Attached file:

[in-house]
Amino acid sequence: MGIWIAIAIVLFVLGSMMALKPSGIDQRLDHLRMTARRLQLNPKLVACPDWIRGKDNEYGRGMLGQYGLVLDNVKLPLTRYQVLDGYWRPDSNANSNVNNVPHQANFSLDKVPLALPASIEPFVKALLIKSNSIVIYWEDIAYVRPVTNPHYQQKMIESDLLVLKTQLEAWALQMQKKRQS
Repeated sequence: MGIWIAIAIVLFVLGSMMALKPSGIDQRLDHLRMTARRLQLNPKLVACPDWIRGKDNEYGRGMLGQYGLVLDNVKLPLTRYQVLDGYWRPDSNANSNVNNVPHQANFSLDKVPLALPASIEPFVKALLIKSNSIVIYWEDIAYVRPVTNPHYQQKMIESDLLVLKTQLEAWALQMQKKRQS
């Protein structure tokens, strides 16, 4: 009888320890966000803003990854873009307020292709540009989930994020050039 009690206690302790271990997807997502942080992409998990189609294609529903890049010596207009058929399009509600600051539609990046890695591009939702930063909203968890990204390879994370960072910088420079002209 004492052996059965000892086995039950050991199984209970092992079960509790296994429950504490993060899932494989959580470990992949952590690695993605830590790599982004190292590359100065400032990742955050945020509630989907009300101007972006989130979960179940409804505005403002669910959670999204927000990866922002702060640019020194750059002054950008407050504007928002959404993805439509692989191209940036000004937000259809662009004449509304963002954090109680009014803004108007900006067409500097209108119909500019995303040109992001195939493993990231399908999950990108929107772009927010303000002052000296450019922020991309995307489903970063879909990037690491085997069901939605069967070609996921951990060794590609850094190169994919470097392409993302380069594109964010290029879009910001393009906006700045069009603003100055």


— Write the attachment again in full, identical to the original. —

[in-house]
Amino acid sequence: MGIWIAIAIVLFVLGSMMALKPSGIDQRLDHLRMTARRLQLNPKLVACPDWIRGKDNEYGRGMLGQYGLVLDNVKLPLTRYQVLDGYWRPDSNANSNVNNVPHQANFSLDKVPLALPASIEPFVKALLIKSNSIVIYWEDIAYVRPVTNPHYQQKMIESDLLVLKTQLEAWALQMQKKRQS
Repeated sequence: MGIWIAIAIVLFVLGSMMALKPSGIDQRLDHLRMTARRLQLNPKLVACPDWIRGKDNEYGRGMLGQYGLVLDNVKLPLTRYQVLDGYWRPDSNANSNVNNVPHQANFSLDKVPLALPASIEPFVKALLIKSNSIVIYWEDIAYVRPVTNPHYQQKMIESDLLVLKTQLEAWALQMQKKRQS
């Protein structure tokens, strides 16, 4: 009888320890966000803003990854873009307020292709540009989930994020050039 009690206690302790271990997807997502942080992409998990189609294609529903890049010596207009058929399009509600600051539609990046890695591009939702930063909203968890990204390879994370960072910088420079002209 004492052996059965000892086995039950050991199984209970092992079960509790296994429950504490993060899932494989959580470990992949952590690695993605830590790599982004190292590359100065400032990742955050945020509630989907009300101007972006989130979960179940409804505005403002669910959670999204927000990866922002702060640019020194750059002054950008407050504007928002959404993805439509692989191209940036000004937000259809662009004449509304963002954090109680009014803004108007900006067409500097209108119909500019995303040109992001195939493993990231399908999950990108929107772009927010303000002052000296450019922020991309995307489903970063879909990037690491085997069901939605069967070609996921951990060794590609850094190169994919470097392409993302380069594109964010290029879009910001393009906006700045069009603003100055």